The 15th annual University of Nebraska-Lincoln Dance Marathon, HuskerThon 2020, will take place this Saturday to support Children’s Hospital & Medical Center in Omaha.
Over 1,200 UNL students will join together for a 12-hour celebration to thank those who participated in fundraising. Each year, the marathon has a new and exciting atmosphere with different performers and activities. This year’s marathon is safari-themed, rousing attendees to go “wild for the life of a child.”
Executive Director Madeline Mohatt said she will enjoy her fourth and final year participating in the HuskerThon.
“It will be extremely neat to see all of our efforts come together to put on this 12 hour long event,” Mohatt said.
Each participant must raise $100 to partake in the dance floor festivities on Saturday, but many have surpassed this goal and strive toward higher personal and group goals. Participants can choose to work individually or join a team such as their fraternity, sorority, residence hall or club. Mohatt initially set a personal goal of $3,500 and later increased it to $5,000. She’s currently at $3,491.
The overall goal of UNL’s Dance Marathon is to raise $225,000, which is almost 10% higher than the total amount raised last year. The money raised will help fund the construction of two nesting rooms and a staff lounge for the fetal care center as well as a neonatal intensive care unit inside Children’s Hospital.
This is senior business administration major Marissa Ramos’ first year as a participant and team captain for a team comprised of residents from The Courtyards. As captain, Ramos communicates with her team members and pushes them to fundraise throughout the year. With encouragement from Dance Marathon recruiter Allie Kingsley, Ramos took up the challenge to raise the minimum $100.
“It kind of seems like a lot of money, so that was my initial goal,” Ramos said. “As time went on, money just kept coming and people kept donating. It was just amazing to see how much people were willing to support.”
Ramos personally raised $1,243 and her team raised just over $3,000. Both Ramos and Mohatt often sought donations from family and friends through personal connections, although Ramos and her team used incentives to help raise money. They provided room service for Courtyard residents, which included grilled cheese sandwiches and soup, peanut butter and jelly sandwiches, Oreo balls and pop.
“Everything we raised from that, we put toward our Dance Marathon team and divided it up between people who were still trying to reach their goals or were furthest away,” Ramos said.
Participants are also encouraged by the executive team to share the cause on their social media accounts through several “push days,” which involve setting a goal for the Dance Marathon group to raise a certain amount. The highest amount brought in from a push day was around $30,000 in 2018. In January, the group’s goal was to raise $48,000 in 48 hours.
“I was extremely terrified after the first day. We weren’t looking anywhere close to hitting that goal,” Mohatt said. “We ended up somehow blowing it out of the water. We raised around $51,000.”
Mohatt said she recalls looking up to the executive staff her freshman year, inspired by their hard work and intelligence.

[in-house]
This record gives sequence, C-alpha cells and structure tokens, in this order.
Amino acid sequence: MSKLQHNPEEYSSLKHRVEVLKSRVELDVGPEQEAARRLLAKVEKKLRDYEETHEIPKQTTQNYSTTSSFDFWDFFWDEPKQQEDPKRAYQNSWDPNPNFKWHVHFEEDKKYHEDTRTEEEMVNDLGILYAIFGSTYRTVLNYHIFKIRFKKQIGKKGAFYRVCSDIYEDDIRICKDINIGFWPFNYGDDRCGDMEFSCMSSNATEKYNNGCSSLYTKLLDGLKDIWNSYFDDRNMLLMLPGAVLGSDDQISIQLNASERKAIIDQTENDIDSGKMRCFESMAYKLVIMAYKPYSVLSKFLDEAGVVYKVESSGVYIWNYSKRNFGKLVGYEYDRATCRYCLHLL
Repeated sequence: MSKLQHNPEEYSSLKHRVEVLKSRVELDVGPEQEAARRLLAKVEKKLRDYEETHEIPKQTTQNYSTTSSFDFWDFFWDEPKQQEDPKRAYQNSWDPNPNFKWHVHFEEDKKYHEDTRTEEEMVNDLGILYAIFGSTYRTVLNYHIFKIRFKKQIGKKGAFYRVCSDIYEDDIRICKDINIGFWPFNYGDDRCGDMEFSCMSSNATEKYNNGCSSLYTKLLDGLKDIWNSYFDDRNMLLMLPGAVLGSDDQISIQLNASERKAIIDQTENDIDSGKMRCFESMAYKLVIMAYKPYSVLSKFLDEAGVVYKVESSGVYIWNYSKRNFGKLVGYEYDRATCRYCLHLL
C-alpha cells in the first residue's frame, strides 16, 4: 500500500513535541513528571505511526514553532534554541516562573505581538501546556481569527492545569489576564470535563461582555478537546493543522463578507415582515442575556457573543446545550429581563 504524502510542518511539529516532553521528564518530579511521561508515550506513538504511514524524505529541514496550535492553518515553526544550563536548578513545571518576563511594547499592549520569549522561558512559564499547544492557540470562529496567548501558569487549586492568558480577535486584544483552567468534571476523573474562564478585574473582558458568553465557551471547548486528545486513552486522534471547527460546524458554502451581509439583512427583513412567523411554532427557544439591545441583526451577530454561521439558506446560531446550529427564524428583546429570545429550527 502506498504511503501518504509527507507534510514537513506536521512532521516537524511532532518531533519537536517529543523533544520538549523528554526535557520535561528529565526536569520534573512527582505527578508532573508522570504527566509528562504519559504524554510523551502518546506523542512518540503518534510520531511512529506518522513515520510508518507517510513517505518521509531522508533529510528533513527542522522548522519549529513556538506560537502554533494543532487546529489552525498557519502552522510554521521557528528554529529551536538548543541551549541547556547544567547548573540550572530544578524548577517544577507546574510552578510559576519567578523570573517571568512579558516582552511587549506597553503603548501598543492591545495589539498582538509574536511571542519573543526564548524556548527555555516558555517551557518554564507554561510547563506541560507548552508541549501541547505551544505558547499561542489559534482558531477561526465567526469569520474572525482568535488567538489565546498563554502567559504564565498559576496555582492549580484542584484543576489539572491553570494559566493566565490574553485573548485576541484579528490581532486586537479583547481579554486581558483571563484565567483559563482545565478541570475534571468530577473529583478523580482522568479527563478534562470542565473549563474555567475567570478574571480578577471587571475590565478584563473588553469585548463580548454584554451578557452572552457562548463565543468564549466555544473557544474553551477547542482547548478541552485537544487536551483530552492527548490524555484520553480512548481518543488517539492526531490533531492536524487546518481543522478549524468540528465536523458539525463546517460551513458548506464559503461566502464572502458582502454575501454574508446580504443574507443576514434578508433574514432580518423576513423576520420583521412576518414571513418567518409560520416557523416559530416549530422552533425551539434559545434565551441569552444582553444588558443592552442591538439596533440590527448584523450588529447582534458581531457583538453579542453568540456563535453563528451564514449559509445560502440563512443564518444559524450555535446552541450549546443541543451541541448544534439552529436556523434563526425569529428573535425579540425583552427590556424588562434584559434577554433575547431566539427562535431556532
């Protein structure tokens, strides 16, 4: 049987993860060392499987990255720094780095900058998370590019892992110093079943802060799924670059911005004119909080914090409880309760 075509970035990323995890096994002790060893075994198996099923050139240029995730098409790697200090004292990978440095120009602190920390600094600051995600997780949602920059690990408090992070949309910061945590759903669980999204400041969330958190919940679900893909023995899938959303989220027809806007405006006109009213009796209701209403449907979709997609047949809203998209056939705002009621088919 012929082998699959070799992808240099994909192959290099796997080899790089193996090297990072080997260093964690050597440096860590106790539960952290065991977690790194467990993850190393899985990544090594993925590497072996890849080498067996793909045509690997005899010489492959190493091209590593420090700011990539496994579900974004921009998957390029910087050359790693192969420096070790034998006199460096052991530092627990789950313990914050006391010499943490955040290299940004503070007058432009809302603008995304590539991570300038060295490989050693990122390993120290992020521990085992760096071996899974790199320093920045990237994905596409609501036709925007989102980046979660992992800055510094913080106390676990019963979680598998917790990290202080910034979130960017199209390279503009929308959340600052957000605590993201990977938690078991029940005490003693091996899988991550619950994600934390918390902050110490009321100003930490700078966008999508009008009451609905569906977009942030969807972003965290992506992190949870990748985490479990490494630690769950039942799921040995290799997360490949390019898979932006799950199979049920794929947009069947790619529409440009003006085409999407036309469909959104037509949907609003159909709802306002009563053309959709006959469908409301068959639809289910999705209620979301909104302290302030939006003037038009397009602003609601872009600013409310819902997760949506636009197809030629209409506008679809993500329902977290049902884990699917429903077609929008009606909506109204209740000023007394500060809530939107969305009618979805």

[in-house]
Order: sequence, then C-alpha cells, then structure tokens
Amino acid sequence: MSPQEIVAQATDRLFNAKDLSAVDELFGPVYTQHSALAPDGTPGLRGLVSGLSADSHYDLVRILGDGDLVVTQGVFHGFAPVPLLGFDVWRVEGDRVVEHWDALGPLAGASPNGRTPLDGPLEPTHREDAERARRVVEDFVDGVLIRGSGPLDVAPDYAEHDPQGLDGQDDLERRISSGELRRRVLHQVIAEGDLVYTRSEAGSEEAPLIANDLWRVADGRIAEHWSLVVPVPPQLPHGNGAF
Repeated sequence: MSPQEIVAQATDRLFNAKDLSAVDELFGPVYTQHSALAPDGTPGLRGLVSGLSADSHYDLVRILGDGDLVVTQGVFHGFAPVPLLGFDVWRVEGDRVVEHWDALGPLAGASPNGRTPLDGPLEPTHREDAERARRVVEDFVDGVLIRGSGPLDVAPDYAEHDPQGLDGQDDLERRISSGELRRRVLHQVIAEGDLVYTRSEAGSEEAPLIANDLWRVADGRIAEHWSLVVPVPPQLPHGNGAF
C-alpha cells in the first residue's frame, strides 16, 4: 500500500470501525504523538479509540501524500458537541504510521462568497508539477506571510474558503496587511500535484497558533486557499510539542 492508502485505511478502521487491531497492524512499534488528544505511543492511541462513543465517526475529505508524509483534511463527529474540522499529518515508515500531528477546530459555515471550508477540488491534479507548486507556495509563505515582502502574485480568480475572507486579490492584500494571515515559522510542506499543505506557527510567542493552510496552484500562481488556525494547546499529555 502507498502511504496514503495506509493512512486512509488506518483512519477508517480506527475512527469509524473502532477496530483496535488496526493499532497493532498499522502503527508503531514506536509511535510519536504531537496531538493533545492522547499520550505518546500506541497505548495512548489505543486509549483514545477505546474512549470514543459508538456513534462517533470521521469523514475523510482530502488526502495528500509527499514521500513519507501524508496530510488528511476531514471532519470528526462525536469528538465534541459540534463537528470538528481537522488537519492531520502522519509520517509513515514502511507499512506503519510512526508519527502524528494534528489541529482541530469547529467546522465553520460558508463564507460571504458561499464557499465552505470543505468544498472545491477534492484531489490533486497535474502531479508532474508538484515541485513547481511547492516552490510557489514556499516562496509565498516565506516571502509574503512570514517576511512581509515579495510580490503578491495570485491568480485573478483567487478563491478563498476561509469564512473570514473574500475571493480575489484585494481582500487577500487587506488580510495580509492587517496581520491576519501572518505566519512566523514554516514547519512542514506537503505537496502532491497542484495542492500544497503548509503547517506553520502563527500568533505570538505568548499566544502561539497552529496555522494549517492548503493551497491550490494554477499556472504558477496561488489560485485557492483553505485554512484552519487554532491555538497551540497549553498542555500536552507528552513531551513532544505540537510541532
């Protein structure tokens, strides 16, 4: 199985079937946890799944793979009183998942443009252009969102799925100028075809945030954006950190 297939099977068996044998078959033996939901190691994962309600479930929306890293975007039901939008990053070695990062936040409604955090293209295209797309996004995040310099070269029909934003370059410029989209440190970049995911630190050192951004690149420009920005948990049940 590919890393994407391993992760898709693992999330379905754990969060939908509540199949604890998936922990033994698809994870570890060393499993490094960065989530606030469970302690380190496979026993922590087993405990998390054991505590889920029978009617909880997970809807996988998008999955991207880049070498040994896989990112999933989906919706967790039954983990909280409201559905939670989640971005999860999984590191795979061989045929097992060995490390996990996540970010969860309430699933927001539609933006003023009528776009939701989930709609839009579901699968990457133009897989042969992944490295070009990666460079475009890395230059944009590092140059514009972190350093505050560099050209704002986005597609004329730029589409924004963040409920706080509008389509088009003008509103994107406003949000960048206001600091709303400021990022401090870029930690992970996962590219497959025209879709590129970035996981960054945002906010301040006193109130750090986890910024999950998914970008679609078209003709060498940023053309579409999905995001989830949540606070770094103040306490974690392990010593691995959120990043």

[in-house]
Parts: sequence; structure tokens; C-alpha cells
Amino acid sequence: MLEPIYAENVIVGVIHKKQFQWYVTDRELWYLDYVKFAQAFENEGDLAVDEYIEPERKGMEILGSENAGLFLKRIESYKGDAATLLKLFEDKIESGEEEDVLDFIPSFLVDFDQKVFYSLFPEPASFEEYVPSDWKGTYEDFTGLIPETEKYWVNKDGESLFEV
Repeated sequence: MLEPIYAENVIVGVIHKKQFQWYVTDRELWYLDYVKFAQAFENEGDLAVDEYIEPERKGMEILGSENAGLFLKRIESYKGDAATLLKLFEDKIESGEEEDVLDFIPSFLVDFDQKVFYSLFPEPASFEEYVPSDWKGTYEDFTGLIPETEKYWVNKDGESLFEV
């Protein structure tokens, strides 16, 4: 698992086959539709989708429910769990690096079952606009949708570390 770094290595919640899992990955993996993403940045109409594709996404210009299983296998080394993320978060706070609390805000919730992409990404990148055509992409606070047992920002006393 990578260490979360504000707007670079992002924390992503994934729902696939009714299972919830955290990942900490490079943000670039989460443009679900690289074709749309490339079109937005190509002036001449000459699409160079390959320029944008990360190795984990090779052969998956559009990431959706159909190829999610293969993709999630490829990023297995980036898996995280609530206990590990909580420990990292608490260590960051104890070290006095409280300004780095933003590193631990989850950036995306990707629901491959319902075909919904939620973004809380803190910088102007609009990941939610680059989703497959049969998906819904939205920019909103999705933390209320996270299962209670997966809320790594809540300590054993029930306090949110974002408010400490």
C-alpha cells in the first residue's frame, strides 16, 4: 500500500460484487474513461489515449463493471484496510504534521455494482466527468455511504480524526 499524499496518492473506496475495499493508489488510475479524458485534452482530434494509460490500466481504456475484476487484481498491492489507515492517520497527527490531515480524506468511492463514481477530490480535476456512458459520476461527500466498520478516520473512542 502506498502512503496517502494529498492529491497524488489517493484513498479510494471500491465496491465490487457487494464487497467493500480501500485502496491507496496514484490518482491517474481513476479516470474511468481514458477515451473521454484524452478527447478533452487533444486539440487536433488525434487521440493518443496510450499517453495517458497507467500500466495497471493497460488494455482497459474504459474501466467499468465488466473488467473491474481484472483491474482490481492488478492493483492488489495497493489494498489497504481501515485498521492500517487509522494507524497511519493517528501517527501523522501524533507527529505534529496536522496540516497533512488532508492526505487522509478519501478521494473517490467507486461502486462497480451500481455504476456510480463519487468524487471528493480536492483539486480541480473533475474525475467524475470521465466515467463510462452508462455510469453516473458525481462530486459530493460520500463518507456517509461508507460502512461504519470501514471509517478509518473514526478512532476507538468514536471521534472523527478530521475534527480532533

“I’m still in awe of the people involved in this organization,” Mohatt said. “At the end of the day, that’s what I’m really going to miss the most.”
The executive team wasn’t the only thing encouraging Mohatt to become more involved in the organization. Her beloved friend Julia Pratte fueled her flame.
Pratte grew up with autism and was diagnosed with Ewing sarcoma, a rare form of bone cancer.
“Even through her treatment [including chemotherapy], she abided by the saying hakuna-matata, which means no worries,” Mohatt said. “She was truly the most positive, radiant person ever. She walked into a room and she couldn’t leave without everyone having a smile on their face.”
Pratte died of cancer on Nov. 23, 2017.
“Her legacy lived on and she’s the reason that pushes me to continue to do what I do,” Mohatt said.
Dance Marathon teams get the opportunity to work with a child from the Children’s Miracle Network in Omaha. On Saturday, about 30 children and their families will join the Dance Marathon participants for hours of dancing, sharing stories and watching performances from local artists. Mohatt said her favorite part of the night is the talent show where the children have an opportunity to perform on stage.
During Mohatt’s sophomore year, Willa, a child from the Children’s Miracle Network, danced on stage to the song “This Is Me” from “The Greatest Showman.”
“[That was] already a tear-jerker.” Mohatt said. “Then everybody within the Centennial Room had their phone up in the air and were waving it back and forth. I had a kiddo who I was carrying and he turned to me and goes, ‘This is the coolest thing ever,’ and I absolutely lost it. I’m so not emotional, but seeing again, all these college students take time out of their Saturday night to support these little kiddos who they may or may not have ever met was the absolute coolest thing.”
As of Feb. 1, UNL raised $134,000. Mohatt is unsure of the current number as they are “flying blind” after her regional adviser took away access to the numbers to prevent the group from stressing over them.
“I am extremely proud of all that we have accomplished this year, and despite what number we end up showing at the end of the night, what we’ve already accomplished and done this year is something that is absolutely remarkable and something we should all be proud of,” Mohatt said.